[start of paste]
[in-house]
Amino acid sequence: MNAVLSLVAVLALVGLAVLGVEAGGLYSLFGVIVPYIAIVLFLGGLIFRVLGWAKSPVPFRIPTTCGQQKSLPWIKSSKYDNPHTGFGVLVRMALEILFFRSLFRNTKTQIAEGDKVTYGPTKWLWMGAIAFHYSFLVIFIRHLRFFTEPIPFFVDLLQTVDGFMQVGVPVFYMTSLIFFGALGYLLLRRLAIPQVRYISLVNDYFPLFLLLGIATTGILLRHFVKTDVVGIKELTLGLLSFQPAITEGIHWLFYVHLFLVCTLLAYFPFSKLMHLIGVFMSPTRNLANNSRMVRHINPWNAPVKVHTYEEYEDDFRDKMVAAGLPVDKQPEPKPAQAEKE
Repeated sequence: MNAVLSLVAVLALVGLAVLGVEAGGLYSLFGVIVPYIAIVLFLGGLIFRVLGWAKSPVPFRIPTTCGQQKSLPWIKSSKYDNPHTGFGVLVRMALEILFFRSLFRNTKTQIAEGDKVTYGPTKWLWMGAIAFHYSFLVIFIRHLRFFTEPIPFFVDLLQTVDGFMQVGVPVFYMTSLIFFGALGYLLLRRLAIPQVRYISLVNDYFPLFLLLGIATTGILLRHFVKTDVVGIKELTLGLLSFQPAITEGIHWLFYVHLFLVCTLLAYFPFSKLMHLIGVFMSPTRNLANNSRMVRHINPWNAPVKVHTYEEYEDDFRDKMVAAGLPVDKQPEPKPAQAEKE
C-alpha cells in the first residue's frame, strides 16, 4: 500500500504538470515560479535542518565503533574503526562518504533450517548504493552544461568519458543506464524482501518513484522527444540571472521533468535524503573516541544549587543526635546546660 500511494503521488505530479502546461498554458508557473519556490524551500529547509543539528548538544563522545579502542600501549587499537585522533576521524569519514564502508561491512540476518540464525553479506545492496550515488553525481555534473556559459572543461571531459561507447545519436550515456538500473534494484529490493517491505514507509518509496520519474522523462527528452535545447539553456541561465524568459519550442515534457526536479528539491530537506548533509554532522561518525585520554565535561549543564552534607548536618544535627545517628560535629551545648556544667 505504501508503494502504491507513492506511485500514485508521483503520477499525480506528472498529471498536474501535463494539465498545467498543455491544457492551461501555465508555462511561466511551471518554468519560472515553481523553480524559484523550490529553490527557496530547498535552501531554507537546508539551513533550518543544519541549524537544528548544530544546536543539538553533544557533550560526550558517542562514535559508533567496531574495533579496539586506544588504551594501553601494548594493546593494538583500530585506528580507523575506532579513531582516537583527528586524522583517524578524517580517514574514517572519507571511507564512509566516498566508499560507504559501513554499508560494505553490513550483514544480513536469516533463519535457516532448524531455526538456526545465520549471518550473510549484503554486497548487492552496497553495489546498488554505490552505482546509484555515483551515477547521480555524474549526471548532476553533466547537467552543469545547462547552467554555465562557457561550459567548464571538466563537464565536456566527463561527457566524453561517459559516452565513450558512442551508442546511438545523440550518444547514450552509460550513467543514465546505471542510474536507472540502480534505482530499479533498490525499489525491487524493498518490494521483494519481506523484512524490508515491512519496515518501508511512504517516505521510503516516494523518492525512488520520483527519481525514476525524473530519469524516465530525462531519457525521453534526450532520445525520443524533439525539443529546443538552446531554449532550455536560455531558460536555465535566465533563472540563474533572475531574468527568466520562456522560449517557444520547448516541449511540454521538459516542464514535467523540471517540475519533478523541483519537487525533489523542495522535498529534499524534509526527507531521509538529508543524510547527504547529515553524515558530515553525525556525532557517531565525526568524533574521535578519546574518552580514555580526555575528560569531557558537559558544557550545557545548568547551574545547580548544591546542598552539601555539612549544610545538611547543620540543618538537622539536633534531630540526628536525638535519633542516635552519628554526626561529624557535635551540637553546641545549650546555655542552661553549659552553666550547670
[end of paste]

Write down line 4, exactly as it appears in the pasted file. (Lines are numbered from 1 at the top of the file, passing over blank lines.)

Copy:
C-alpha cells in the first residue's frame, strides 16, 4: 500500500504538470515560479535542518565503533574503526562518504533450517548504493552544461568519458543506464524482501518513484522527444540571472521533468535524503573516541544549587543526635546546660 500511494503521488505530479502546461498554458508557473519556490524551500529547509543539528548538544563522545579502542600501549587499537585522533576521524569519514564502508561491512540476518540464525553479506545492496550515488553525481555534473556559459572543461571531459561507447545519436550515456538500473534494484529490493517491505514507509518509496520519474522523462527528452535545447539553456541561465524568459519550442515534457526536479528539491530537506548533509554532522561518525585520554565535561549543564552534607548536618544535627545517628560535629551545648556544667 505504501508503494502504491507513492506511485500514485508521483503520477499525480506528472498529471498536474501535463494539465498545467498543455491544457492551461501555465508555462511561466511551471518554468519560472515553481523553480524559484523550490529553490527557496530547498535552501531554507537546508539551513533550518543544519541549524537544528548544530544546536543539538553533544557533550560526550558517542562514535559508533567496531574495533579496539586506544588504551594501553601494548594493546593494538583500530585506528580507523575506532579513531582516537583527528586524522583517524578524517580517514574514517572519507571511507564512509566516498566508499560507504559501513554499508560494505553490513550483514544480513536469516533463519535457516532448524531455526538456526545465520549471518550473510549484503554486497548487492552496497553495489546498488554505490552505482546509484555515483551515477547521480555524474549526471548532476553533466547537467552543469545547462547552467554555465562557457561550459567548464571538466563537464565536456566527463561527457566524453561517459559516452565513450558512442551508442546511438545523440550518444547514450552509460550513467543514465546505471542510474536507472540502480534505482530499479533498490525499489525491487524493498518490494521483494519481506523484512524490508515491512519496515518501508511512504517516505521510503516516494523518492525512488520520483527519481525514476525524473530519469524516465530525462531519457525521453534526450532520445525520443524533439525539443529546443538552446531554449532550455536560455531558460536555465535566465533563472540563474533572475531574468527568466520562456522560449517557444520547448516541449511540454521538459516542464514535467523540471517540475519533478523541483519537487525533489523542495522535498529534499524534509526527507531521509538529508543524510547527504547529515553524515558530515553525525556525532557517531565525526568524533574521535578519546574518552580514555580526555575528560569531557558537559558544557550545557545548568547551574545547580548544591546542598552539601555539612549544610545538611547543620540543618538537622539536633534531630540526628536525638535519633542516635552519628554526626561529624557535635551540637553546641545549650546555655542552661553549659552553666550547670